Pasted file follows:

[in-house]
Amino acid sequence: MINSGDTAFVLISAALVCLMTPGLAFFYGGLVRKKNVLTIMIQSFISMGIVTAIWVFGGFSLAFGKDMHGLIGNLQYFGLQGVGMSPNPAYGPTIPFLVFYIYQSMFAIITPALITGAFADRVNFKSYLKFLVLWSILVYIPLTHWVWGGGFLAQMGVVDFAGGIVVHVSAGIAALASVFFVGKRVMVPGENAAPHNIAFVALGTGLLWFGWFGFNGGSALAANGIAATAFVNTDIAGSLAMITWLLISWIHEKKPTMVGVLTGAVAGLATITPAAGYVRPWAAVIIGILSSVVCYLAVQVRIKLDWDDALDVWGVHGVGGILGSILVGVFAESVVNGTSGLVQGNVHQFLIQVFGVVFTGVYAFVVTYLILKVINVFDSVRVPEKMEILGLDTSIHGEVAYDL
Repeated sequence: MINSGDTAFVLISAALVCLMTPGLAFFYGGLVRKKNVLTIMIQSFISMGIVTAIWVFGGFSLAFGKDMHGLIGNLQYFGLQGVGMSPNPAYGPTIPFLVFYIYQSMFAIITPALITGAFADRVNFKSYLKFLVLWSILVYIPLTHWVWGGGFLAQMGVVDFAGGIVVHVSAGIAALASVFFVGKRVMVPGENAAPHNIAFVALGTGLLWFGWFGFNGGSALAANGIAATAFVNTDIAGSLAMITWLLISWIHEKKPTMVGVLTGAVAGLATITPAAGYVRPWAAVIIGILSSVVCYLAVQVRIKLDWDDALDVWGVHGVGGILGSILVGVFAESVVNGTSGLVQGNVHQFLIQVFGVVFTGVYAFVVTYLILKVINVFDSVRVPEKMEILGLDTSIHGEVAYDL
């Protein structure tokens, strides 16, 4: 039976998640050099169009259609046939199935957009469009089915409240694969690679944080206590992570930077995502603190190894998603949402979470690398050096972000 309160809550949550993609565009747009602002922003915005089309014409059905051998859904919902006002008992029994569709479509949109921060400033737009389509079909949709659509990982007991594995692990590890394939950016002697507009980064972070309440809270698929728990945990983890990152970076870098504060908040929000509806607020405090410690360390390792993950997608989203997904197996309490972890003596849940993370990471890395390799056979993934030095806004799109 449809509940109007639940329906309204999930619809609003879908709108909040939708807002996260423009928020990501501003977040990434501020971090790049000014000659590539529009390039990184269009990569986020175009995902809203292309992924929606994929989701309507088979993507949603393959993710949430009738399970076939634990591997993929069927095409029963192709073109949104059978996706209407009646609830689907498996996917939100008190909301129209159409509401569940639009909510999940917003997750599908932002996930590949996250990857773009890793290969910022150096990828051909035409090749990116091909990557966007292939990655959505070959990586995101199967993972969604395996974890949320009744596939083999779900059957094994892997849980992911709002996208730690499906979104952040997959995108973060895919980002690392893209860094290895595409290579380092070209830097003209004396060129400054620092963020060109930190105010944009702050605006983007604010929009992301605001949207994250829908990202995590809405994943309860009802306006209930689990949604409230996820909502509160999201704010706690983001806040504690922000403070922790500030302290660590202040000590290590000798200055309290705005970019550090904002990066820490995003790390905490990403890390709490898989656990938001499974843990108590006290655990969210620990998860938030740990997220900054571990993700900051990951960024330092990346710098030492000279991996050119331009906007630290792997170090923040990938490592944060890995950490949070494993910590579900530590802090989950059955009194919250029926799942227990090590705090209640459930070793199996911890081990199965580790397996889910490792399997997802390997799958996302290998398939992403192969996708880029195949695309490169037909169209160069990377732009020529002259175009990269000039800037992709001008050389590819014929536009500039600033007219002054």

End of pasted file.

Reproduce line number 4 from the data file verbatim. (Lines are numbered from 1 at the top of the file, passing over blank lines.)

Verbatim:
């Protein structure tokens, strides 16, 4: 039976998640050099169009259609046939199935957009469009089915409240694969690679944080206590992570930077995502603190190894998603949402979470690398050096972000 309160809550949550993609565009747009602002922003915005089309014409059905051998859904919902006002008992029994569709479509949109921060400033737009389509079909949709659509990982007991594995692990590890394939950016002697507009980064972070309440809270698929728990945990983890990152970076870098504060908040929000509806607020405090410690360390390792993950997608989203997904197996309490972890003596849940993370990471890395390799056979993934030095806004799109 449809509940109007639940329906309204999930619809609003879908709108909040939708807002996260423009928020990501501003977040990434501020971090790049000014000659590539529009390039990184269009990569986020175009995902809203292309992924929606994929989701309507088979993507949603393959993710949430009738399970076939634990591997993929069927095409029963192709073109949104059978996706209407009646609830689907498996996917939100008190909301129209159409509401569940639009909510999940917003997750599908932002996930590949996250990857773009890793290969910022150096990828051909035409090749990116091909990557966007292939990655959505070959990586995101199967993972969604395996974890949320009744596939083999779900059957094994892997849980992911709002996208730690499906979104952040997959995108973060895919980002690392893209860094290895595409290579380092070209830097003209004396060129400054620092963020060109930190105010944009702050605006983007604010929009992301605001949207994250829908990202995590809405994943309860009802306006209930689990949604409230996820909502509160999201704010706690983001806040504690922000403070922790500030302290660590202040000590290590000798200055309290705005970019550090904002990066820490995003790390905490990403890390709490898989656990938001499974843990108590006290655990969210620990998860938030740990997220900054571990993700900051990951960024330092990346710098030492000279991996050119331009906007630290792997170090923040990938490592944060890995950490949070494993910590579900530590802090989950059955009194919250029926799942227990090590705090209640459930070793199996911890081990199965580790397996889910490792399997997802390997799958996302290998398939992403192969996708880029195949695309490169037909169209160069990377732009020529002259175009990269000039800037992709001008050389590819014929536009500039600033007219002054």